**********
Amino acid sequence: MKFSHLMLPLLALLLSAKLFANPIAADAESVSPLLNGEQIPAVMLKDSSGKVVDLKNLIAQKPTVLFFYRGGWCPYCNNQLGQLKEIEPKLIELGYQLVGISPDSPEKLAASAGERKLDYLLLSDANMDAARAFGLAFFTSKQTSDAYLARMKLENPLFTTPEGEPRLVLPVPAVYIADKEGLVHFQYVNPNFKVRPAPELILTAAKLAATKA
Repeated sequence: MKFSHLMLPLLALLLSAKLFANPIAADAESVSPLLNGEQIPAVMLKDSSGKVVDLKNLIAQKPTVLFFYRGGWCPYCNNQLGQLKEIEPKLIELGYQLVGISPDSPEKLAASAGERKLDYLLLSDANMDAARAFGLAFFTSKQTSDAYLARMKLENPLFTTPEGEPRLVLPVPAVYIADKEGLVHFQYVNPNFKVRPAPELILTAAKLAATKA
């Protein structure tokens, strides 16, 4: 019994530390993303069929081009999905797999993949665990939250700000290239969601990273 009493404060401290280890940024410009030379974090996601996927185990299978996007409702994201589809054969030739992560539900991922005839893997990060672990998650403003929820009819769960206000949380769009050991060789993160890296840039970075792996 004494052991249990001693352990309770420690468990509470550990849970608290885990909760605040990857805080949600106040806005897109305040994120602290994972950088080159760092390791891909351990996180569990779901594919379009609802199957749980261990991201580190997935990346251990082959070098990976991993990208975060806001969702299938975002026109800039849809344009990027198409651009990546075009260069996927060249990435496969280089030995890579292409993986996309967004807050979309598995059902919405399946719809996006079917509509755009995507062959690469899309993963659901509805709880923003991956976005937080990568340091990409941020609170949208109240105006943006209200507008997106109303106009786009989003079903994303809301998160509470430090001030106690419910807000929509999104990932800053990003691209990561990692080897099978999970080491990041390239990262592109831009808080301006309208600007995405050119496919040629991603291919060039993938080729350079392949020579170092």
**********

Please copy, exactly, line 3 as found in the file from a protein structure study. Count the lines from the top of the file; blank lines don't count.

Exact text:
């Protein structure tokens, strides 16, 4: 019994530390993303069929081009999905797999993949665990939250700000290239969601990273 009493404060401290280890940024410009030379974090996601996927185990299978996007409702994201589809054969030739992560539900991922005839893997990060672990998650403003929820009819769960206000949380769009050991060789993160890296840039970075792996 004494052991249990001693352990309770420690468990509470550990849970608290885990909760605040990857805080949600106040806005897109305040994120602290994972950088080159760092390791891909351990996180569990779901594919379009609802199957749980261990991201580190997935990346251990082959070098990976991993990208975060806001969702299938975002026109800039849809344009990027198409651009990546075009260069996927060249990435496969280089030995890579292409993986996309967004807050979309598995059902919405399946719809996006079917509509755009995507062959690469899309993963659901509805709880923003991956976005937080990568340091990409941020609170949208109240105006943006209200507008997106109303106009786009989003079903994303809301998160509470430090001030106690419910807000929509999104990932800053990003691209990561990692080897099978999970080491990041390239990262592109831009808080301006309208600007995405050119496919040629991603291919060039993938080729350079392949020579170092």